Our story began in July 2017, when I consulted Fr. Drew about a book I was writing with an anti-nuclear activist, Sr. Megan Rice, SHCJ. I met her while living with sisters of the Society of the Sacred Heart (RSCJ) in a Washington, DC, peace community called Anne Montgomery House. Five years earlier, she and two Catholic Worker men engaged in what some call the largest breach in U.S. nuclear security history when they entered the Y-12 bomb-manufacturing facility in Oak Ridge, Tennessee to pray. As part of a longer Plowshares tradition, they came armed only with candles, flowers, Bibles, and baby bottles of blood to pour at the site. They all went to prison for two years, and Megan was profiled by MSNBC’s Rachel Maddow, the Washington Post’s Dan Zak, the New Yorker, and the New York Times, among scores of other outlets. Another community friend, Sr. Ardeth Platte, O.P., was in the book Orange is the New Black and inspired the Netflix series character. However, Megan's Y-12 action informed the show’s second season. I needed advice on how to write about this anti-nuclear movement and do it justice.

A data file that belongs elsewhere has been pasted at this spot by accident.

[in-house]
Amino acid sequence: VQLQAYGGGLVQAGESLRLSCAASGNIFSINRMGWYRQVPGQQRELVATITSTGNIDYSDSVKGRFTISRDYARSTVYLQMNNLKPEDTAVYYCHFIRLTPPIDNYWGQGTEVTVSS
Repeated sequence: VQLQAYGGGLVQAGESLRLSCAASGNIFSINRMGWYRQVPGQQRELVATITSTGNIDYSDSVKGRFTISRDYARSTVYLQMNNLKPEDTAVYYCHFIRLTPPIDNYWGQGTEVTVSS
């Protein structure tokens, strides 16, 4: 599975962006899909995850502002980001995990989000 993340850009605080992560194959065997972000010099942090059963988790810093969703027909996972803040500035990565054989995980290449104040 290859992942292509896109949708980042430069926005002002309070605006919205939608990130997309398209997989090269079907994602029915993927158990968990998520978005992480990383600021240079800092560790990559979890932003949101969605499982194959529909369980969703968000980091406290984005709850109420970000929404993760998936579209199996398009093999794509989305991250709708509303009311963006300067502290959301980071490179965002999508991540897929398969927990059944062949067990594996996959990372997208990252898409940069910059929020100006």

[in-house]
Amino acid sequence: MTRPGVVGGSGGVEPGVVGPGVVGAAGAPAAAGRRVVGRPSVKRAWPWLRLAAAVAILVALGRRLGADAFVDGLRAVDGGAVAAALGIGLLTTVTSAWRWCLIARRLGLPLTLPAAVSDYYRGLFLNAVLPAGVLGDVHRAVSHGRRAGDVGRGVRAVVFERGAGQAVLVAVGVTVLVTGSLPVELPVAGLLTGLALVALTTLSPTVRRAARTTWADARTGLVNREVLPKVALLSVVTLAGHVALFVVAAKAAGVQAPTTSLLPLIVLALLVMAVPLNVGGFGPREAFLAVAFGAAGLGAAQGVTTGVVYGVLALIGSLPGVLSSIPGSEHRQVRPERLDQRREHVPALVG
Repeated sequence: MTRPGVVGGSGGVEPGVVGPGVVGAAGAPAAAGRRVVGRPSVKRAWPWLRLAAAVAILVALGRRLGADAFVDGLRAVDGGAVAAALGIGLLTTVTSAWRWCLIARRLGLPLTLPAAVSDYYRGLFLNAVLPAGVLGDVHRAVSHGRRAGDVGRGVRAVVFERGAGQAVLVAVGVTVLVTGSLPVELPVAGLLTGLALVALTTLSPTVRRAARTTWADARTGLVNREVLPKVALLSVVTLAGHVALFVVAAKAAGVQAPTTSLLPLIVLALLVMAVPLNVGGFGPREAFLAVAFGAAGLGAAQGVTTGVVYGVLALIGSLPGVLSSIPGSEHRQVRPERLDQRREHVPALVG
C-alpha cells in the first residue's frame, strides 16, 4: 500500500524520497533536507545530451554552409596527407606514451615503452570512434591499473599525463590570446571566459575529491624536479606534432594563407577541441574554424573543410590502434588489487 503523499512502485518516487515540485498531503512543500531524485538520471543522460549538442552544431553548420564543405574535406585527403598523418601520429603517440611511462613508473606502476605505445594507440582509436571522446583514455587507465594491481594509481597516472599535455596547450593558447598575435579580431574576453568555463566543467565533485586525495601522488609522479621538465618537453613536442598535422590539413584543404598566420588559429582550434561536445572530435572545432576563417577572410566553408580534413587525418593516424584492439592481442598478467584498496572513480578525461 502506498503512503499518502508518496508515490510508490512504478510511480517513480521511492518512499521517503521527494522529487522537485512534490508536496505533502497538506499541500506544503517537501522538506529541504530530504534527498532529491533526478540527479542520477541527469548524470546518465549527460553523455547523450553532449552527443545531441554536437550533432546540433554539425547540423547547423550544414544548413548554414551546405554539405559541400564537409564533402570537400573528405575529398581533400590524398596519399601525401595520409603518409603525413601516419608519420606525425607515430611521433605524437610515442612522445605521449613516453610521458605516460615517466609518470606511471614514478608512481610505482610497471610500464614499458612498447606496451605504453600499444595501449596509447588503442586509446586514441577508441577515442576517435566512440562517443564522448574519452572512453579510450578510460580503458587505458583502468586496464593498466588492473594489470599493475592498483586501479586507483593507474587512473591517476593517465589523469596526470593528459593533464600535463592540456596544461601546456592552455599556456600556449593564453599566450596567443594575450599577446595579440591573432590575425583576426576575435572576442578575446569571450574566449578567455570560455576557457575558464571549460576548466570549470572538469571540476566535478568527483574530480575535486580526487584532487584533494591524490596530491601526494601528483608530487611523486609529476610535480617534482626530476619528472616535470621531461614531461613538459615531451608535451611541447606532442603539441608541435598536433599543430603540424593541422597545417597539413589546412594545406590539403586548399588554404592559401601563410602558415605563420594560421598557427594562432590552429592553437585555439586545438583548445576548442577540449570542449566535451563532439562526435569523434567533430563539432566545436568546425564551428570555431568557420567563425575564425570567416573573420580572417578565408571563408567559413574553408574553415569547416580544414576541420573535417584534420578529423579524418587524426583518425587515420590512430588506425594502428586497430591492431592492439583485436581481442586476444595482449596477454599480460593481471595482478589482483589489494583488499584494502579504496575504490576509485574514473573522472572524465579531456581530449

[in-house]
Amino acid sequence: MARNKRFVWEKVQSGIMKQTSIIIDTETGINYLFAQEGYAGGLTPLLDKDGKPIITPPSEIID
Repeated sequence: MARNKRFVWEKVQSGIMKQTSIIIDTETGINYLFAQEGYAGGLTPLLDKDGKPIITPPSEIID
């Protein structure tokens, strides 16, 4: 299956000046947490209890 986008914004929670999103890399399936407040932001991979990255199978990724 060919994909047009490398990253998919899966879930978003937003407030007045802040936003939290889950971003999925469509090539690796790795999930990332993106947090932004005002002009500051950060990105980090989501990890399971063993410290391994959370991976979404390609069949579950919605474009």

Katharine Marshall of the Berkley Center was my first stop. She sent me to Fr. Drew because of his work advising the Holy See on nuclear disarmament. I certainly knew of him, but I was nervous meeting him at Wolfington Hall that day in July 2017. He had a big reputation as the former editor-in-chief of the Jesuits’ America magazine and as a well-published intellectual. To my relief and delight, however, Fr. Drew seemed fascinated with my story of living with activist sisters and getting to know Megan so well.